Starbucks and H-P Open Custom CD's Bar
David McNew  /  Getty Images
EMI executive Ted Cohen selects songs for burning to a CD at the opening of Starbucks' new CD burning service in Santa Monica, Calif.
updated 3/16/2004 3:04:31 PM ET 2004-03-16T20:04:31

Starbucks' latest brew is a custom blend of digital music.

The coffee retailing giant said Monday it will begin selling digital music downloads on CDs to customers at 10 of its stores in Seattle later this spring. It plans to roll out the service to 2,500 of its roughly 5,400 U.S. stores over the next couple of years.

The company is betting the service, which debuts Tuesday at its revamped Hear Music Coffeehouse in Santa Monica, will draw interest from music fans among its legion of coffee-bean loving devotees.

"It's a self-service experience ... that marries well with the time it takes to get your latte," said Don MacKinnon, Starbucks Corp.'s vice president of music and entertainment.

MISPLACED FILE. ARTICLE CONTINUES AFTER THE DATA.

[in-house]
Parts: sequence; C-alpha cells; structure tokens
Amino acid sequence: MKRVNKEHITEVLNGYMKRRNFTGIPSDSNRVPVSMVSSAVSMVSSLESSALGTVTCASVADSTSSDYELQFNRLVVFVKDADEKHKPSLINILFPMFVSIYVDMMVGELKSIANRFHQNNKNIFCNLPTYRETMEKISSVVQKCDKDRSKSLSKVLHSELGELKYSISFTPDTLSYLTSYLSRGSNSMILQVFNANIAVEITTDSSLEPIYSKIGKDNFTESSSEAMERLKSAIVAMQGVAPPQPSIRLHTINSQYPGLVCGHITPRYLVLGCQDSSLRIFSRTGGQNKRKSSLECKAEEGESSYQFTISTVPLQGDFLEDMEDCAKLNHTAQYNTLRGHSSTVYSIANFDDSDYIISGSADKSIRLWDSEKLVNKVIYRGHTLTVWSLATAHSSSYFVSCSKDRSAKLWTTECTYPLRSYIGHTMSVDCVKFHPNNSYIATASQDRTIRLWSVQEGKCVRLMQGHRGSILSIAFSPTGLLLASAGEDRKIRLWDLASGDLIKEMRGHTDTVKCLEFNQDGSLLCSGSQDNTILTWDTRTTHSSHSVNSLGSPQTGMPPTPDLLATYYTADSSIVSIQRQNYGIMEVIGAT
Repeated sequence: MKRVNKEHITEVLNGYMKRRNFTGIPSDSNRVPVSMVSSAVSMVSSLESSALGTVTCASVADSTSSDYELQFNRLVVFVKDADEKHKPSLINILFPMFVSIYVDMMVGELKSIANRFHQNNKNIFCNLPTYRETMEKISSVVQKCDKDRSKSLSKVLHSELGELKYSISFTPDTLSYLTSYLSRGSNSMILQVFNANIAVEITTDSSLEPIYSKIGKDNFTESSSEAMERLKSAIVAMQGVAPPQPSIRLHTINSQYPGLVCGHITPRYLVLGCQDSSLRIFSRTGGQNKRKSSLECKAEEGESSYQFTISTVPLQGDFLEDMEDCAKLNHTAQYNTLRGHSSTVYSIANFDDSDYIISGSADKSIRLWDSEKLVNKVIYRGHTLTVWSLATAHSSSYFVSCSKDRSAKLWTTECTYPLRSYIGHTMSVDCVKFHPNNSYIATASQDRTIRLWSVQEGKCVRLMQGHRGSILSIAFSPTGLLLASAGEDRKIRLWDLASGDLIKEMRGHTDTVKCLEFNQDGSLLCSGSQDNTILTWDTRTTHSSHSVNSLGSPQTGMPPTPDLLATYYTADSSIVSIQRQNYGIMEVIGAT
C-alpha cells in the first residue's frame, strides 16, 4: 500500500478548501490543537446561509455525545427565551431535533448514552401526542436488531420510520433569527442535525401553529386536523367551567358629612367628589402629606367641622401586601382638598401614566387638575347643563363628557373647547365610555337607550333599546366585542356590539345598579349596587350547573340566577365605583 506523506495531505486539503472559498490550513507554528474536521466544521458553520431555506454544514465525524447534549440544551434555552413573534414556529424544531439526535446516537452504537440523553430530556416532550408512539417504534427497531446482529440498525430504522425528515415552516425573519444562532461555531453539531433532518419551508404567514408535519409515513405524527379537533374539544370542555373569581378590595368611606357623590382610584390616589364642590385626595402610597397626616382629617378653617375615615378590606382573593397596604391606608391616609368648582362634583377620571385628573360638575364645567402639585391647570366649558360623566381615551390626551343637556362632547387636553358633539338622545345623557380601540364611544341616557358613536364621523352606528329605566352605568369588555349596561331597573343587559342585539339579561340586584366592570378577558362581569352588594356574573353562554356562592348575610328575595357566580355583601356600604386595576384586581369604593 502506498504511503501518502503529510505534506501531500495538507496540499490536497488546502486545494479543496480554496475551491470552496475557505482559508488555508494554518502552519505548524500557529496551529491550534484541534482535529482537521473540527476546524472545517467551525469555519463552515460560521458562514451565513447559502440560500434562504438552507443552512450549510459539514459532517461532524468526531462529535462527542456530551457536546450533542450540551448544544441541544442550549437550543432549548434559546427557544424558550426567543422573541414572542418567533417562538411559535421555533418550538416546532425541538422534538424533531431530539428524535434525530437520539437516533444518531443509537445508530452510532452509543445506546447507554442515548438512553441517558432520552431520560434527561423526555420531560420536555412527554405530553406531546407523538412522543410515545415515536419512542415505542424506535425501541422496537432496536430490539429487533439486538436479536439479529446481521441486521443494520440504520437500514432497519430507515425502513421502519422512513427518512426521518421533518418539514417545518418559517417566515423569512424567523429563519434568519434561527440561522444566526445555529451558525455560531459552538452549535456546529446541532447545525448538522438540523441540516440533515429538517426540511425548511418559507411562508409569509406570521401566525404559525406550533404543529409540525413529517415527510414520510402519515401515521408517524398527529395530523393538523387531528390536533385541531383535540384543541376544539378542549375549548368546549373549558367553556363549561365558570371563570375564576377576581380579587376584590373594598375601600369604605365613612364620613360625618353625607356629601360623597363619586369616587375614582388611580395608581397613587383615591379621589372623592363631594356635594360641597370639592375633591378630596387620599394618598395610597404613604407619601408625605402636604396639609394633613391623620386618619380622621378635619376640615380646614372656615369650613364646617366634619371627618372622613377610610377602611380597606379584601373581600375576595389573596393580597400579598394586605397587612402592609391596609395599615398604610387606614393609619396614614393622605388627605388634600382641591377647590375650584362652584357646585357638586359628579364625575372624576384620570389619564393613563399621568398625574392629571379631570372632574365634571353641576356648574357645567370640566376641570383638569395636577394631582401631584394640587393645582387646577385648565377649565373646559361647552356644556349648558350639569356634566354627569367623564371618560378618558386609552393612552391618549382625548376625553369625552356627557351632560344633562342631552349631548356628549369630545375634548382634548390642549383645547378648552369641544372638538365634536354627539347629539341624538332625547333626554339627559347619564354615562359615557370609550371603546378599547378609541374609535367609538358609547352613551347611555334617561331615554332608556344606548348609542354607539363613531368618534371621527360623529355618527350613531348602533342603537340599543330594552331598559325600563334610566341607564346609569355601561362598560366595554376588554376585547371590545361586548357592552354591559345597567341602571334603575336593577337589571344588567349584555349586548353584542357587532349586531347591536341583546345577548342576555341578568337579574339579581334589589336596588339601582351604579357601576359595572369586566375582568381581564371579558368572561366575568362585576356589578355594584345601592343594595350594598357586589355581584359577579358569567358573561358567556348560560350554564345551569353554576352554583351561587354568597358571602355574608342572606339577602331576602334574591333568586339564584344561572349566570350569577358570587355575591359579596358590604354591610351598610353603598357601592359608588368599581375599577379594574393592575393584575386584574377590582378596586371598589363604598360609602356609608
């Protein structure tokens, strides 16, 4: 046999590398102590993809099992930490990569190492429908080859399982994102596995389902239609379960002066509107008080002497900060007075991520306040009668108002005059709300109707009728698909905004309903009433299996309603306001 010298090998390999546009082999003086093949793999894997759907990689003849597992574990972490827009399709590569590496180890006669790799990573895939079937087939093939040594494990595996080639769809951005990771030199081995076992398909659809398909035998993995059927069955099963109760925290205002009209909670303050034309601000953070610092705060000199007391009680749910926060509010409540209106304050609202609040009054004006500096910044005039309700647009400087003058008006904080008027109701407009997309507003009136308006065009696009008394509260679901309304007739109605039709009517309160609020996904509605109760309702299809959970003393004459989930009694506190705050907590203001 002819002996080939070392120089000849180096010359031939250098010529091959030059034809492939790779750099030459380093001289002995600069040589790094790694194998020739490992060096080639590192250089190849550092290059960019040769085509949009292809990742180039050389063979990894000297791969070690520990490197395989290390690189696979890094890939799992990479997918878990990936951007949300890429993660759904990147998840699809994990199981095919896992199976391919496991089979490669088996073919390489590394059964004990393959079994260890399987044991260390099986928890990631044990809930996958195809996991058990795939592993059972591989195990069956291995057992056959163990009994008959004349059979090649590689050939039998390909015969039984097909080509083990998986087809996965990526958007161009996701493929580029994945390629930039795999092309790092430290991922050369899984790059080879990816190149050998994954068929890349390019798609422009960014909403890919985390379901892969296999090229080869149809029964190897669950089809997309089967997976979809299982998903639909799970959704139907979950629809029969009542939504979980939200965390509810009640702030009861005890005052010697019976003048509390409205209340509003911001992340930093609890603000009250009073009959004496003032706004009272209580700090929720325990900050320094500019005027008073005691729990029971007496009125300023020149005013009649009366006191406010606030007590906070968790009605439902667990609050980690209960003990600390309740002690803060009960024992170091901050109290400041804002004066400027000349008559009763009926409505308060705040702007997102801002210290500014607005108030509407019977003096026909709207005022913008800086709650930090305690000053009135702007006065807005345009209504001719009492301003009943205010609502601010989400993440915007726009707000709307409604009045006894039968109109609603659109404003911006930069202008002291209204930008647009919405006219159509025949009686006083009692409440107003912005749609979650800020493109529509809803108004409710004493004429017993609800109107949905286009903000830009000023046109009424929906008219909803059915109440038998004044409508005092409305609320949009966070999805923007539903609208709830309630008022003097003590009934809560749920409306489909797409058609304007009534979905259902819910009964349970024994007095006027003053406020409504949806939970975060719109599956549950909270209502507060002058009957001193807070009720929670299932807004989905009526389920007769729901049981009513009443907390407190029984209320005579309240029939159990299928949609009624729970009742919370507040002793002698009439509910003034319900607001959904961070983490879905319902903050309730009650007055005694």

The Hear Music Coffeehouse, one of four combined coffee and music stores run by the chain, will have 70 stations for customers ordering music. The regular Starbucks stores will have a fraction of that, MacKinnon said.

Patrons will be able to walk up to a counter and use a flat, touch-screen computer display to browse through a collection of about 150,000 tracks. They will be charged $6.99 for the first five songs and $1 for every individual track after that. Included in the price: a labeled CD and jewel case.

By comparison, popular online digital music services like Napster 2.0, MusicNet or the iTunes Music Store offer between 300,000 and a half-million tracks, which sell for 99 cents each or $10 for a full album.

He declined to say how much the company has invested in the venture.

Music retailer Virgin Megastores recently announced plans to launch a similar service that would offer song downloads burned onto CDs or transferred directly to portable music players.

The Starbucks stores will be equipped with several HP Tablet PCs, headphones, printers, CD burners and a server, which will store the library of licensed music. The Seattle-based company hired computer manufacturer Hewlett-Packard Co. to design the service.

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